(OPINION) Michael Snyder – Even Jerome Powell is admitting that the boom years are over. For months, I have been trying to explain to my readers that the debt-fueled “prosperity” that we were enjoying prior to the COVID pandemic won’t be coming back, and initially, I received quite a bit of criticism for saying that.
But that criticism has subsided, because at this point pretty much everyone can see the truth. Despite stimulus package after stimulus package, and despite unprecedented intervention by the Federal Reserve, we continue to be mired in the worst economic downturn since the Great Depression of the 1930s. Fear of the virus continues to drag down the overall level of economic activity, more businesses are going under with each passing day, and the layoff announcements never seem to end.
Normally, Federal Reserve officials try very hard to be relentlessly optimistic. But during a European Central Bank panel discussion on Thursday, Federal Reserve Chair Jerome Powell openly admitted that “we’re not going back to the same economy”… “We’re not going back to the same economy,” Powell said. “We’re recovering, but to a different economy and it will be one that is more leveraged to technology, and I worry that it’s going to make it even more difficult than it was for many workers.”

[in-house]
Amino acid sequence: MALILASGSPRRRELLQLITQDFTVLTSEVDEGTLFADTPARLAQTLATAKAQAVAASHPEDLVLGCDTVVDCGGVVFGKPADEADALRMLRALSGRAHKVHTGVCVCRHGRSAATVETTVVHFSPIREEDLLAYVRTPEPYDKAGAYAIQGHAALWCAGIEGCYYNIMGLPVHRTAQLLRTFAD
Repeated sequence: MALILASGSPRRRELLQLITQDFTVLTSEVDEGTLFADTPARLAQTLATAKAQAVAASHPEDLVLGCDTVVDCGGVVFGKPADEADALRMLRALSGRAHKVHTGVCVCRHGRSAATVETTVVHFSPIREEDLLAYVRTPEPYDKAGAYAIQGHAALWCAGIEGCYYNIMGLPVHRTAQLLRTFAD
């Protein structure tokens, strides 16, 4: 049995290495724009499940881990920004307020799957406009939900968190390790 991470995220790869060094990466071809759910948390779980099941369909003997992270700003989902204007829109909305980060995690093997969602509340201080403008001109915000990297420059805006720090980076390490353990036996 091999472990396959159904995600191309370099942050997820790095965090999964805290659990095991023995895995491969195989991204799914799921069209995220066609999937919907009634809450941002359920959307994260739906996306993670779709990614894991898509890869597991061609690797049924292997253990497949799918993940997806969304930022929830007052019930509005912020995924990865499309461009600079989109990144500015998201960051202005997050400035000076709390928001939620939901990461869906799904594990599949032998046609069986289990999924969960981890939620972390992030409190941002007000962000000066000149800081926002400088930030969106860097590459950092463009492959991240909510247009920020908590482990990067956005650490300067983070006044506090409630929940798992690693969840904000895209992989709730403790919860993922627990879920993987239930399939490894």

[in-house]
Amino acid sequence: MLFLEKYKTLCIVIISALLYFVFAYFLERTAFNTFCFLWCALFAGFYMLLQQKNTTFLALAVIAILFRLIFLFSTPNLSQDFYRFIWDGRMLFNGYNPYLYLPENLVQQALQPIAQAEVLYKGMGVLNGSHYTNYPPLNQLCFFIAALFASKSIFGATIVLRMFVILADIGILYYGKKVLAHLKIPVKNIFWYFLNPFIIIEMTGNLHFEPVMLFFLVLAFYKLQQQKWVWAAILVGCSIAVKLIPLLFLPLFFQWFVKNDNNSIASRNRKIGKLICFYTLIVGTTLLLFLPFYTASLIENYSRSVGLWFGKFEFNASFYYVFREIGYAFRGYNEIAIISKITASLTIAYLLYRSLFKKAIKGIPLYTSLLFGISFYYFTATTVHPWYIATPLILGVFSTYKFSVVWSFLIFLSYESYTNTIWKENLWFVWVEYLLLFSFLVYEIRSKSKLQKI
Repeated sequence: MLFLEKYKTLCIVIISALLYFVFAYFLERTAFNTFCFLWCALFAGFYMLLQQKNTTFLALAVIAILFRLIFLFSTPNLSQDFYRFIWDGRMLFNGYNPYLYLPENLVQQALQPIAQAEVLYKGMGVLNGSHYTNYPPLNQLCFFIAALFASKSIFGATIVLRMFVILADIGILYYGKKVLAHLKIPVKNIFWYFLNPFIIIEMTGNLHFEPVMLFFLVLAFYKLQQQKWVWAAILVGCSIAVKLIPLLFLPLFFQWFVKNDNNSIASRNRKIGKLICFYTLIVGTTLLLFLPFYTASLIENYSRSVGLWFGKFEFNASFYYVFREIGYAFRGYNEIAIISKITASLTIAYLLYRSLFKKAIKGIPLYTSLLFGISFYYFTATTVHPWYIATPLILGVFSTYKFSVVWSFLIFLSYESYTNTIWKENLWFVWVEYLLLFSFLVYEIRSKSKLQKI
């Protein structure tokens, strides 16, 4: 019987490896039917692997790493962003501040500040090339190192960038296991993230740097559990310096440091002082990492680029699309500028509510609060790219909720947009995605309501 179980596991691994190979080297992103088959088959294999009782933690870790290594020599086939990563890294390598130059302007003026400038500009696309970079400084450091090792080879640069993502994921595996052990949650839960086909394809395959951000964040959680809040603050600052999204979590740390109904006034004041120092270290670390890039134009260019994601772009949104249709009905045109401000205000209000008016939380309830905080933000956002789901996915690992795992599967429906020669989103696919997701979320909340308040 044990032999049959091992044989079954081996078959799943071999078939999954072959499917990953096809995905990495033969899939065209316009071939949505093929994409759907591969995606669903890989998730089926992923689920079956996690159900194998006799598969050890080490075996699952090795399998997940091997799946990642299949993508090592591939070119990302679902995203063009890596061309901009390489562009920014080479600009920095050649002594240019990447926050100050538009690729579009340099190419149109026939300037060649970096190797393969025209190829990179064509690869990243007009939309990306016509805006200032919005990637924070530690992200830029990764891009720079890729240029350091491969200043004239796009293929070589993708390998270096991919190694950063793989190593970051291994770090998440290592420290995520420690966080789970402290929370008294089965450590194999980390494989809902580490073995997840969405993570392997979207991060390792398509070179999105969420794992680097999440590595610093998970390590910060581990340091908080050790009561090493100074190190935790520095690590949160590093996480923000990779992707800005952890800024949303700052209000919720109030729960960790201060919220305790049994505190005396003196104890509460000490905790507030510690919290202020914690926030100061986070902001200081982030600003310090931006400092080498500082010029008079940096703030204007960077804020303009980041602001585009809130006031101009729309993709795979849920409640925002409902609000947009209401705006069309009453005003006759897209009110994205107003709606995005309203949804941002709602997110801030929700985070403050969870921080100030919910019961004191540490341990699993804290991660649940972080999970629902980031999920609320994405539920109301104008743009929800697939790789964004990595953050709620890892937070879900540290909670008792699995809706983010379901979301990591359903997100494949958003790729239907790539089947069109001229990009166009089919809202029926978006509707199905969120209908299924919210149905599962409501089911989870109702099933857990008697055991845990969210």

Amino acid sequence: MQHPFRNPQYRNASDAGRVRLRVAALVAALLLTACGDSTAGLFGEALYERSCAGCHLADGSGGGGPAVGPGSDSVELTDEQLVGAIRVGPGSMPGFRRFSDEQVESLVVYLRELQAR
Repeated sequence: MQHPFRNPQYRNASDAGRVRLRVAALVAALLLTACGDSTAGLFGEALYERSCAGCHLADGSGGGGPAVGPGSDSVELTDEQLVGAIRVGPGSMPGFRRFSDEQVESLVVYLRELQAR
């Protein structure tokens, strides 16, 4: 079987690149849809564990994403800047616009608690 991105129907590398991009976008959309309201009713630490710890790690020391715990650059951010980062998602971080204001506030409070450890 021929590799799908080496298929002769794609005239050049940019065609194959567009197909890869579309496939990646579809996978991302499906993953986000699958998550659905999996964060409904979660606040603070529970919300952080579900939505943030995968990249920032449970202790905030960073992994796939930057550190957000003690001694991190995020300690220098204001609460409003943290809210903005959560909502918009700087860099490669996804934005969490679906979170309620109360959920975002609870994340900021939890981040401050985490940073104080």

The central bank leader said he was referring specifically to “relatively low-paid public-facing workers who are bearing this brunt,” many of whom are women and minorities. His use of the phrase “a different economy” really got my attention. When I am trying to break some really bad news to someone in a gentle way, I will often use the word “different” to describe what things will be like moving forward, and I think that Powell is doing the same thing here.
He knows that there is no way that things will “return to normal” any time soon, and he is quite correct to be particularly concerned about how this will affect low paid workers. Low paid workers have been losing their jobs at a much higher rate than anyone else, and the job losses just keep rolling in.
On Thursday, we learned that another 709,000 Americans filed new claims for unemployment benefits last week, and that number is more than three times higher than what we witnessed during a typical week in 2019… The Labor Department report showed an eleventh straight week that new jobless claims totaled below 1 million.
But new claims have not yet broken back below 700,000 since the start of the pandemic and have held sharply above levels from before the outbreak. Throughout 2019, new initial unemployment claims were coming in at an average of just over 200,000 per week. As of October 24th, a total of 21.16 million Americans were bringing home some type of unemployment assistance. One year ago, that number was just 1.45 million. In other words, we are in the midst of a national unemployment nightmare. READ MORE